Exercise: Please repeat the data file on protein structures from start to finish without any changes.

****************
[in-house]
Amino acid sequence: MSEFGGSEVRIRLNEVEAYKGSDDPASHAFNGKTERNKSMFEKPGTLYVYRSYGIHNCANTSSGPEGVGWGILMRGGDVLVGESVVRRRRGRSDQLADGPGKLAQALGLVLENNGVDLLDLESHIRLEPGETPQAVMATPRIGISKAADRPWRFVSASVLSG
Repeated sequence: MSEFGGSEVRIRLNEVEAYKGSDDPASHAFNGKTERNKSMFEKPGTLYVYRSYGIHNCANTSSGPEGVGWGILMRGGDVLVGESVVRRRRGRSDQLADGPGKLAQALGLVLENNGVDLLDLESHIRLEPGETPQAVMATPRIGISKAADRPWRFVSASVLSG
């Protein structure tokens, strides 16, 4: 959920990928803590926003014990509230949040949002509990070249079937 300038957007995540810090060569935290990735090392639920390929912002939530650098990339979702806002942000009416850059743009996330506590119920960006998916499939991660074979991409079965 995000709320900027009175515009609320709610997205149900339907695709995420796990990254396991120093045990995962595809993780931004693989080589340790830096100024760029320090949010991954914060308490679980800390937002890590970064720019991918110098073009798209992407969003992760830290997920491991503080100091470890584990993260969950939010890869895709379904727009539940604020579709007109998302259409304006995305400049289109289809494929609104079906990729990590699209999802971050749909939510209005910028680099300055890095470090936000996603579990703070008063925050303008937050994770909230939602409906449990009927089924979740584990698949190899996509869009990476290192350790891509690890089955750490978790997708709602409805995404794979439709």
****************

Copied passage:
[in-house]
Amino acid sequence: MSEFGGSEVRIRLNEVEAYKGSDDPASHAFNGKTERNKSMFEKPGTLYVYRSYGIHNCANTSSGPEGVGWGILMRGGDVLVGESVVRRRRGRSDQLADGPGKLAQALGLVLENNGVDLLDLESHIRLEPGETPQAVMATPRIGISKAADRPWRFVSASVLSG
Repeated sequence: MSEFGGSEVRIRLNEVEAYKGSDDPASHAFNGKTERNKSMFEKPGTLYVYRSYGIHNCANTSSGPEGVGWGILMRGGDVLVGESVVRRRRGRSDQLADGPGKLAQALGLVLENNGVDLLDLESHIRLEPGETPQAVMATPRIGISKAADRPWRFVSASVLSG
């Protein structure tokens, strides 16, 4: 959920990928803590926003014990509230949040949002509990070249079937 300038957007995540810090060569935290990735090392639920390929912002939530650098990339979702806002942000009416850059743009996330506590119920960006998916499939991660074979991409079965 995000709320900027009175515009609320709610997205149900339907695709995420796990990254396991120093045990995962595809993780931004693989080589340790830096100024760029320090949010991954914060308490679980800390937002890590970064720019991918110098073009798209992407969003992760830290997920491991503080100091470890584990993260969950939010890869895709379904727009539940604020579709007109998302259409304006995305400049289109289809494929609104079906990729990590699209999802971050749909939510209005910028680099300055890095470090936000996603579990703070008063925050303008937050994770909230939602409906449990009927089924979740584990698949190899996509869009990476290192350790891509690890089955750490978790997708709602409805995404794979439709």